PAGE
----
As indicated by the editors, the genres that are included in the Hebrew Bible form the major cultural contribution of ancient Israel. Thus, the editors compile the “Long Prose Narrative” that begins with the creation stories in Genesis, then moves to the stories of the ancestors, exodus, entrance into the land, the establishment of the monarchy, the catastrophic experience of exile, and ends with the return of the people who were exiled in Babylon under the leadership of Ezra and Nehemiah (pp. 1-132). Naturally, “Short Prose Narrative Books” follow, which comprise the stories of Jonah, Ruth, Esther, and Daniel (pp. 133-148). Laws and Legal Documents is a section that includes the Ten Commandments and the biblical legal traditions that are found in the books of Exodus, Leviticus, Numbers, and Deuteronomy (pp. 149-189). The legal materials that come from ancient Israel, however, are not limited to the biblical corpus. Therefore, inscriptions that deal with legal matters that were uncovered by archaeologists, documents that relate to Israelites or Judeans from Babylon or Assyria, as well as documents from the Jewish Diaspora in Elephantine, Egypt, are all represented in this section (pp.190-200). Classical Prophetic Literature is a unique literary production of ancient Israel. These texts, which are included in the biblical books of Isaiah, Jeremiah, Ezekiel, and the Book of the Twelve minor prophets, contain words of judgment and words of hope to the people of Israel and Judah during the most tumult times under the rule of foreign empires such as Assyrian, Babylon and Persia (pp. 201-282). These texts are not only unique in being extensive literary productions that employ various literary genres and motifs, they are also distinct in their ancient Near Eastern context in that they offer a model of speaking truth to power and in advancing the concern for social justice.

The survey of the literary productions of ancient Israel is interrupted by a representation of the “Forms of Visual Culture and Performing Arts” (pp. 283-378). The objects that are included in this section are divided into five categories: “architecture, plastic arts, painting, dress and adornment, and performing arts (music and dance).” (p. 283) The illustrations include high quality pictures and detailed artists’ reconstructions of the material culture, which come from different time periods (as early as Iron Age, 1200-586 BCE and as late as the Persian period, 539-332 BCE). The artifacts animate the life of the ancient Israelites because they include sample illustrations of houses, palaces, sanctuaries, tombs, altars, figurines, seals, jars, coins, containers, lamps, textiles, jewelry, and musical instruments. Every image is accompanied with a detailed description of the age of the artifact, its material, its provenance, and its significance.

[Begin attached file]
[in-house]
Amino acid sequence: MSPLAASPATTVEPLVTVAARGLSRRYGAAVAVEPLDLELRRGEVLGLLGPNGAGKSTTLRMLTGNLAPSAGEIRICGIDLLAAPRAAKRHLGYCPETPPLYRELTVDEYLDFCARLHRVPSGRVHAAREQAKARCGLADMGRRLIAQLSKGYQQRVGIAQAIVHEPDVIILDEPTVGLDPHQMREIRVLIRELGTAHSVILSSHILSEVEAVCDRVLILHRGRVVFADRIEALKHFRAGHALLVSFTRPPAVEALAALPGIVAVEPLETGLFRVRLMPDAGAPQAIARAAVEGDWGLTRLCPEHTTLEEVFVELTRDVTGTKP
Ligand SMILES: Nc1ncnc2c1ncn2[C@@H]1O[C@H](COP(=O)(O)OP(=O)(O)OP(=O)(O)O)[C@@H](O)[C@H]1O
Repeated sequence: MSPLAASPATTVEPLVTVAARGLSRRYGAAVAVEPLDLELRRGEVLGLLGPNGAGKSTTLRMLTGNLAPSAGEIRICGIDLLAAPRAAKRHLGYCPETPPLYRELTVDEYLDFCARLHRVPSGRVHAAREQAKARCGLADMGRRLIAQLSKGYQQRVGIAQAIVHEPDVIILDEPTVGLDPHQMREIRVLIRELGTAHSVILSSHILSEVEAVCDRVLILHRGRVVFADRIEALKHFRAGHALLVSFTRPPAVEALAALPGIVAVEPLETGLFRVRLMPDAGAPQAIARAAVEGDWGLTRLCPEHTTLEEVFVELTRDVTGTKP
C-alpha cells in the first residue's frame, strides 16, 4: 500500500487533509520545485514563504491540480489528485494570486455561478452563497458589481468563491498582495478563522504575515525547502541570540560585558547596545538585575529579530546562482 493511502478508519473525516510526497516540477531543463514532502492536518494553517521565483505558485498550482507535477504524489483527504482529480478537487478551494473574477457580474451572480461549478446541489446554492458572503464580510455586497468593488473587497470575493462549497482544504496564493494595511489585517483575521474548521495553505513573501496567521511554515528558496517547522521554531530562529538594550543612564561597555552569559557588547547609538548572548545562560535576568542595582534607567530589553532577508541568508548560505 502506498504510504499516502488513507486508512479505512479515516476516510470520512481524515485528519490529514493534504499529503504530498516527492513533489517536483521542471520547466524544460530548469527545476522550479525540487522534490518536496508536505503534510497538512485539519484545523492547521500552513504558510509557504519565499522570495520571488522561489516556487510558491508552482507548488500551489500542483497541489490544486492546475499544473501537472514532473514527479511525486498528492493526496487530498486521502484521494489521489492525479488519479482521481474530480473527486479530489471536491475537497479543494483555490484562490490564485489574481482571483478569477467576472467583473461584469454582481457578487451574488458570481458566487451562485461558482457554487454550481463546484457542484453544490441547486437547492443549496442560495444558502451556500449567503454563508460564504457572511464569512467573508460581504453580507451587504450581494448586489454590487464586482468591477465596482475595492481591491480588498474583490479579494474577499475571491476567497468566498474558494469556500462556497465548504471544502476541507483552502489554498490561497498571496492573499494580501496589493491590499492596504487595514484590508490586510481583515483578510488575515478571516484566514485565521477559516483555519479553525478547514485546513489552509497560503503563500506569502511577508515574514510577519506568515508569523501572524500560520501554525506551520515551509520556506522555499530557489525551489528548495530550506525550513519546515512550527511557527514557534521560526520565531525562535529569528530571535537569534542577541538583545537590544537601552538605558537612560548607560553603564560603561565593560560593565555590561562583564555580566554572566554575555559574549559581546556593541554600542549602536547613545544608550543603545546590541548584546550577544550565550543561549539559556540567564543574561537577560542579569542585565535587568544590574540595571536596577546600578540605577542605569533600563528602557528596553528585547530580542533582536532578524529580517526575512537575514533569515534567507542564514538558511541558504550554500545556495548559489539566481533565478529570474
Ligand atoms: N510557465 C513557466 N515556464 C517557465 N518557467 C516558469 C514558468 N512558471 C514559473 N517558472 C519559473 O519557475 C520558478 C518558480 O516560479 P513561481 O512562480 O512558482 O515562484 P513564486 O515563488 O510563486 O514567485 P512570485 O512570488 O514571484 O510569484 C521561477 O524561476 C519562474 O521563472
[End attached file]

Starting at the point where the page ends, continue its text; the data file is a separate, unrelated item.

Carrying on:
The final sections of the book return to the literary productions of ancient Israel. Poetic traditions from the Hebrew Bible include ancient poems that describe Israel’s deity as a divine warrior (e.g. Exodus 15), they include love poems (e.g. Song of Songs), lamentations, and psalms of praise or thanksgiving (pp. 379-394). Prayer is discussed as a distinct literary genre, although many prayers are poetic, it is possible that the editors treated them separately from other poems because there are many prayers that are written in prose (pp. 395-413). “Sayings, Riddles, Fables, and Allegories” is a brief section that includes sample of each of these literary types that are dispersed across the different books of the Hebrew Bible (pp. 415-420). Wisdom literature includes biblical proverbial wisdom (e.g. the book of Proverbs) and reflective wisdom (e.g. Ecclesiastes and Job), and the non-biblical wisdom of Ahiqar (421-452). Blessings and Curses (pp. 453-462), Letters (pp. 463-475), Lists and Catalogues (pp. 477-495) all follow the pattern of gathering samples of these genres from the Hebrew Bible and from extra-biblical literature discovered in Israel. The anthology moves beyond the biblical genres to include Inscriptions that were unearthed from ancient Israel that for the most part were inscribed on tombs, tablets, or ostraca (pp. 498-505). Finally, the anthology ends with texts that mention Israel and that come from outside of the land of Israel. These rare examples come from ancient Egypt, Moab, Assyria, and Babylon and they range between the 13th century BCE to the 6th century BCE.